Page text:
Dark Light

We anchor down and I dive into the pure blue water, emerging on to the sandy shores of a remote island. As the sun shines in my eyes (the bloom lighting creating some rather nice silhouettes) I wonder what this unexplored paradise will hold… And then I pull up my map to find out: a treasure chest, two Animus fragments, a box of salvage and one corpse. Five minutes later, I’m done.

So much for the romance of exploration and adventure.

Open world games have come a long way in the last decade. These play pens of experimentation have evolved into worlds of staggering size and complexity. The ersatz LA of Grand Theft Auto V and Caribbean of Assassin’s Creed 4 are stunning representations of our own world. Los Santos holds up a twisted mirror of modern Western culture and urban sprawl, while the Assassin’s Creed series distils world history into a theme park ride for us to enjoy.

I highlight these titles as Rockstar and Ubisoft are the two developers that have defined (and refined) the recipe of the open world game. It’s a successful recipe for sure, with both series continuing to receive critical acclaim and huge sales, but it’s also one that is starting to leave me hungry. As much as I enjoy these games, and I really do, I would like the new generation of consoles to inspire developers to re-examine how they are structured.

The problem is this. Although each backstreet and shipwreck becomes more beautiful with every passing year, the way we play and experience these environments has not evolved at the same pace.  The worlds around us become are becoming more realistic, but our interactions remain artificial.

The formula appears to be: create a fully realised and impressive world, then sprinkle collectables and missions liberally, seemingly at random, around its map. Progression becomes a tick list of objectives defined by icons on that map. Traversal becomes an exercise in completion rather than exploration, each part of the world being little more than a three-dimensional check list of things to do.

Steelport map
The thrill of the unknown

At this point an Assassin’s Creed game can take place pretty much anywhere; Rome, the Caribbean, or even Ipswich. The environments, stunning as they are, are little more than digital wallpaper offering the illusion of variety as you undertake the same old missions types.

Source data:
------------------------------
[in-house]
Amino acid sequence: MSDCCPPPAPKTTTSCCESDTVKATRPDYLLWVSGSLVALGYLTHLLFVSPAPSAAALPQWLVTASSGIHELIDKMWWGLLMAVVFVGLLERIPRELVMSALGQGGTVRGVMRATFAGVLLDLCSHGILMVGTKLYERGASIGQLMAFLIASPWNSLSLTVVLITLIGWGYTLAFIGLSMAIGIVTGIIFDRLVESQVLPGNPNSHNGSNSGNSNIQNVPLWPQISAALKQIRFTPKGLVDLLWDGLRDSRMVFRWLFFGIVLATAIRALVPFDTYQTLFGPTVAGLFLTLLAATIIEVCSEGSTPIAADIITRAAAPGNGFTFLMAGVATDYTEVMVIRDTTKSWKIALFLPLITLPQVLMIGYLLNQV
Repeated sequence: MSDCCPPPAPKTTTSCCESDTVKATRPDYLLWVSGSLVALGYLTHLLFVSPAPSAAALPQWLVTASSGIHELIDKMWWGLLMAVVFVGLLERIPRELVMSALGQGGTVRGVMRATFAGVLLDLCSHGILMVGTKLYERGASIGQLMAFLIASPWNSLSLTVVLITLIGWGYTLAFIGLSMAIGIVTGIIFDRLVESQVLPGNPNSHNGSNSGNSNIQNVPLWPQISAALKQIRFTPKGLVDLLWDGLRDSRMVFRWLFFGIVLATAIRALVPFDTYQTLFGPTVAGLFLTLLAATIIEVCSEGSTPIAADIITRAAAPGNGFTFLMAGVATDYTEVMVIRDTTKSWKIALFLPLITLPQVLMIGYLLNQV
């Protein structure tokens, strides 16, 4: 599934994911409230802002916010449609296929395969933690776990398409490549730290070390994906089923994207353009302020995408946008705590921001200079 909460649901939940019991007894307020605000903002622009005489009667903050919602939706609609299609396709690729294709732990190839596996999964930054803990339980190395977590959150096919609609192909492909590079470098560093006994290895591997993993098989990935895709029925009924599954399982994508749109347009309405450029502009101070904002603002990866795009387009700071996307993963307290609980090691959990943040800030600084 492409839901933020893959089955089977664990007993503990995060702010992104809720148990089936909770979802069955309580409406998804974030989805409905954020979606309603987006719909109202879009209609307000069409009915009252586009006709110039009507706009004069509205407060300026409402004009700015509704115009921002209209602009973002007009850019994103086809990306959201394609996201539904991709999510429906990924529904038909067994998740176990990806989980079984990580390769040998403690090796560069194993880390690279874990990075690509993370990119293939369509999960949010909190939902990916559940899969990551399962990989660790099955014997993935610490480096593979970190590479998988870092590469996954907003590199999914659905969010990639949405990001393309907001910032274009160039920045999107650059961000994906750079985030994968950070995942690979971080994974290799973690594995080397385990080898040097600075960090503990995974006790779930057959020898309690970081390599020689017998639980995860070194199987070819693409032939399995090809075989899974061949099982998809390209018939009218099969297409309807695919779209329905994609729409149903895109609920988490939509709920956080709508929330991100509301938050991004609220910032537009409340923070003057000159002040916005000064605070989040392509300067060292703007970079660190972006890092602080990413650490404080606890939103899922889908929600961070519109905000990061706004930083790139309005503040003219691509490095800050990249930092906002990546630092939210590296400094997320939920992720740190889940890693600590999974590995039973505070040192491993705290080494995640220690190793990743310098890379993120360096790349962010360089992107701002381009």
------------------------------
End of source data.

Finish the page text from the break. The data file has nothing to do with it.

Grand Theft Auto V fares better. In part this is due to Los Santos being built to function, more or less, like a real working city. There are areas and neighbourhoods that are not featured in the main storyline, but they still exist in exquisite detail to reward those players who peep into every corner and climb every hill. Even if nothing happens in these unexplored areas of the world, they exist to be discovered.

Rockstar’s masterly use of narrative and character also helps, allowing you to flit around the map with ease by using three protagonists and by integrating geography of Los Santos into the narrative. However, despite these additions, the icons on a map formula is still there, as it has been for over 10 years.

This formula is proven to work of course and can be extremely effective. Red Dead Redemption also follows it, but perhaps due to the relative simplicity of its world it manages to balance progression and player direction much more subtly.

This formula is there to help the player make sense of complex places of course, and in games where story take a back seat there are no such restraints in how gameplay elements are delivered. The Saint’s Row series wastes no time in filling your map with a thousand icons and leaving you to it. This does make things easy to manage, but it goes against my desire to be thrown into a wide unknown space and left to discover its pleasures.

The element that is missing for me, is surprise. If a world is interesting enough, then the player will explore, and that exploration can then be rewarded. Events should be discovered, not by being signposted but because of where you are and who you meet. Imagine a Grand Theft Auto where progression came from paying attention to the world around you; from the news on the radio, the unexpected sight of a hold-up taking place as you drive by, or by conversations with NPCs. It would be wonderful to let the world do the talking, not your map.

Hardcore favourite Dark Souls has what amounts to an open world, but it’s one that offers few clues about what each path will take. Part of that game’s appeal is the fear and exhilaration of poking into the unknown. The game is mapped by its playing community and its secrets revealed as each player finds or shares them.

My recent play through of Legend of Zelda: A Link Between Worlds also offers a different approach. The playing space of Hyrule and Lorule is as complex and intricate as they come, but the game never resorts to using its map as its prime method of progression. It’s a useful tool for sure, but never more than that. The player is encouraged to explore and the results of that drive you toward new adventures and experiences.

The best open world games feel like role-playing in the truest sense, they make you inhabit a character within a well-constructed and believable environment. The current formula creates a disconnect. It’s the difference between slavishly following a city guidebook or exploring a place for yourself. So, for the next wave of open world games I would like to see as much imagination go in to how the player uses the world as goes in to their creation.

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